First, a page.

Parasite defence mechanism de-coded by Dundee research team

WCAIR scientists have shown how parasitic trypanosomes make random yet ultimately highly selective choices that allow them to survive in their human and animal hosts. They identified a mechanism that allows genes to switch on and off randomly, changing cell surface characteristics and allowing escape from the defences of the host’s immune system. The paper is published in Nature Microbiology.

Joana FariaJoana Faria, a postdoctoral researcher and the first author on the paper said, “This study represents a major advance in our understanding of how trypanosomes express a single variant surface glycoprotein (VSG) from myriad possibilities. In simple terms, we demonstrated that trypanosomes assemble a dedicated expression ‘factory’ to produce a single surface antigen at very high levels. Our findings have a broader impact, revealing a role for inter-chromosomal interactions in gene expression control in simpler eukaryotes”.



David Horn WCAIR Deputy DirectorDavid Horn, Professor of Parasite Molecular Biology in the Wellcome Centre for Anti-Infectives Research, said that the findings represent a major advance. “We reported our discovery of the VEX1 protein in 2016 and the VEX2 protein in 2019” he said. “The current study reveals the striking nuclear context within which these protein condensates operate, co-ordinating key interactions between different chromosomes, and also revealing a novel mechanism of gene expression control.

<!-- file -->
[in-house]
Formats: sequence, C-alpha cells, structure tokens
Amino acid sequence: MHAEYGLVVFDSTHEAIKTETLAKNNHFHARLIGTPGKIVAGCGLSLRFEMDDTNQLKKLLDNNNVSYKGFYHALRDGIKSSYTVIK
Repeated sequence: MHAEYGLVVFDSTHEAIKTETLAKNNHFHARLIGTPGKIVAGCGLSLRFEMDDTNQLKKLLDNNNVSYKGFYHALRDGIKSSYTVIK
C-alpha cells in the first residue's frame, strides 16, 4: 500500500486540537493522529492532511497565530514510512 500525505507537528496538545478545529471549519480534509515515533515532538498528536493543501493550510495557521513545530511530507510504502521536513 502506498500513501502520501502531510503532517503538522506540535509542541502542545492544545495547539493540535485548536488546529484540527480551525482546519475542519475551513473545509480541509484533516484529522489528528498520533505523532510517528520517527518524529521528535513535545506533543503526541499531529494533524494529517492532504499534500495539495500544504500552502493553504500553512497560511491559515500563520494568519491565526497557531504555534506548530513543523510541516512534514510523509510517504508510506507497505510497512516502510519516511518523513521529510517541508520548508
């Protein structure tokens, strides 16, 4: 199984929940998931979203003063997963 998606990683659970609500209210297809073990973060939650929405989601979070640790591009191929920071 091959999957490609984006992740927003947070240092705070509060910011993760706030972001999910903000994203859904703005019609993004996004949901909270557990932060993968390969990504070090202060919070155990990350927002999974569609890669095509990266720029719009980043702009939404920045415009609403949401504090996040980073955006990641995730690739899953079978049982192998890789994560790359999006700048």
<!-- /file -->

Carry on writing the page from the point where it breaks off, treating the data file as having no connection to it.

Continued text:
VSG genes are subject to allelic exclusion, a mechanism that affects the largest gene families in eukaryotes. Typically, only one gene from a family is expressed by each cell. Indeed, parasite survival depends upon only one VSG being expressed at a time by each cell, but the mechanisms underpinning single gene choice have remained mysterious. Linking the ‘VSG exclusion’ or VEX-complex to the process has greatly accelerated progress in understanding the mechanisms at play.

The discovery is the result of a collaboration with colleagues at the Ludwig Maximilian University in Munich. Initial evidence supporting a link between VSG exclusion and a highly specific nuclear organisation emerged simultaneously in both laboratories, using distinct approaches that proved to be highly complementary. The collaborative project then developed following a series of discussions, initially at conferences in the US in June 2018 and in April 2019.

The new discovery shows how two chromosomes interact in a highly selective manner to elevate the expression of a single VSG in a single compartment in a trypanosome nucleus. The VEX-complex occupies this compartment and blocks access for other VSG genes – VEX2 in particular appears to play the role of a highly selective ‘gate-keeper’. Highly selective gene expression is a key requirement for variation in several pathogens, allowing the parasite to evade of host immune responses and maintain persistent infections.

The work in Dundee was funded by grant support from the Wellcome Trust. The research paper can be viewed here.